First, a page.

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Phoronix Test Suite

OpenBenchmarking.org

Adobe's Flash Video Acceleration For Linux Works Well

Michael Larabel

Published on 2 December 2010
Written by Michael Larabel
Page 2 of 3 - 38 Comments

As you can see immediately, the Intel Atom CPU usage was significantly lower while playing back this 1080p H.264 video trailer on YouTube when using the Flash Player 10.2 Beta that leverages NVIDIA's Video Decode and Presentation API for Unix. The average CPU usage was 50% for the entire time slot recorded (we let the recording go on for four minutes which gave the system some time at the end to zero out to look at its recovery) or about 80% when the actual video playback was happening. Under this new Flash beta for Linux, the average CPU usage was 9.5% and it only spiked above that at four different times during the course of the testing. Playing back this video full-screen on the 10.2 beta was seamless and worked out extremely well.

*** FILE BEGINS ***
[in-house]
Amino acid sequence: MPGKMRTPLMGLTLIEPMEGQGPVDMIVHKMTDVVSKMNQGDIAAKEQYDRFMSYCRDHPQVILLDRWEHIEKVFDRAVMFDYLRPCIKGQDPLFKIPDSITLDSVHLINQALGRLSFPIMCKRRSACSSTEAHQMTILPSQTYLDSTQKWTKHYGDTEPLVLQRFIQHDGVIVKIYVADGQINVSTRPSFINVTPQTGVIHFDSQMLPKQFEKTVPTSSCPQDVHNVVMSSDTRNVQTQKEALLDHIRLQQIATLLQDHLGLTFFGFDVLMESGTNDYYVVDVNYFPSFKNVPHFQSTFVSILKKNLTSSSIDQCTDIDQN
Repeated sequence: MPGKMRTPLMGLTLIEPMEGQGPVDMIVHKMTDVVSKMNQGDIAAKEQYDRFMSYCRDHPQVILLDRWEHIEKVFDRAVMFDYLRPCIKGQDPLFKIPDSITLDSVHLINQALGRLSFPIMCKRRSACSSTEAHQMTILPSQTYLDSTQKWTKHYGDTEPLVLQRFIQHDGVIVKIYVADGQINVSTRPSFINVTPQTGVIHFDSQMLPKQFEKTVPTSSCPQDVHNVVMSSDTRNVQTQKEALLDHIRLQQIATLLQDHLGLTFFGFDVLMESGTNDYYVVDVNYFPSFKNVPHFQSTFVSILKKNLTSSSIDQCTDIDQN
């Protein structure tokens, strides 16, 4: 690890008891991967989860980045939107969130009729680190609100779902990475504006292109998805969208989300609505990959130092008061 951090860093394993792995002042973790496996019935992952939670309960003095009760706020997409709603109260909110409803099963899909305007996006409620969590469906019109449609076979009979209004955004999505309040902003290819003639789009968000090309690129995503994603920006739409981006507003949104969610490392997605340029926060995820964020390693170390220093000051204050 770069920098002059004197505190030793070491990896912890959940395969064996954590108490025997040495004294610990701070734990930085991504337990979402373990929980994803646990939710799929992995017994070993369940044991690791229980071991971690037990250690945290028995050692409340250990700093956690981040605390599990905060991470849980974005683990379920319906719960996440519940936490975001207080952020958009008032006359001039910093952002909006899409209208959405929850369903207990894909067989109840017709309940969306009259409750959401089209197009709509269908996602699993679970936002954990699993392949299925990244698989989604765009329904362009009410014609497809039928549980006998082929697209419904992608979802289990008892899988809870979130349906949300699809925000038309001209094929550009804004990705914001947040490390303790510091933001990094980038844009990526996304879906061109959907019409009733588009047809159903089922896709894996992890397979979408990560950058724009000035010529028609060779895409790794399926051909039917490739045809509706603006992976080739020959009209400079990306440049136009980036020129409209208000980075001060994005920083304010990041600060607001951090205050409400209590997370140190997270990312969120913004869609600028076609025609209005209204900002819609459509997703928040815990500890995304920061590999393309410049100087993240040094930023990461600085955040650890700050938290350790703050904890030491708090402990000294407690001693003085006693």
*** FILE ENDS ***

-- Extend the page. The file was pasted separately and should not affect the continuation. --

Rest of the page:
With Flash 10.1 the GeForce 9400M ION was able to down-clock itself with its PowerMizer technology since the GPU really is not utilized that much in the older Flash releases. However, with VDPAU coming into play, the GPU here was not able to down-clock itself during the video playback process.

As the NVIDIA GPU is constantly clocked higher with there being video decoding work to handle, the GPU temperature will run a bit warmer with this new Adobe Flash release, but it is not too much hotter.

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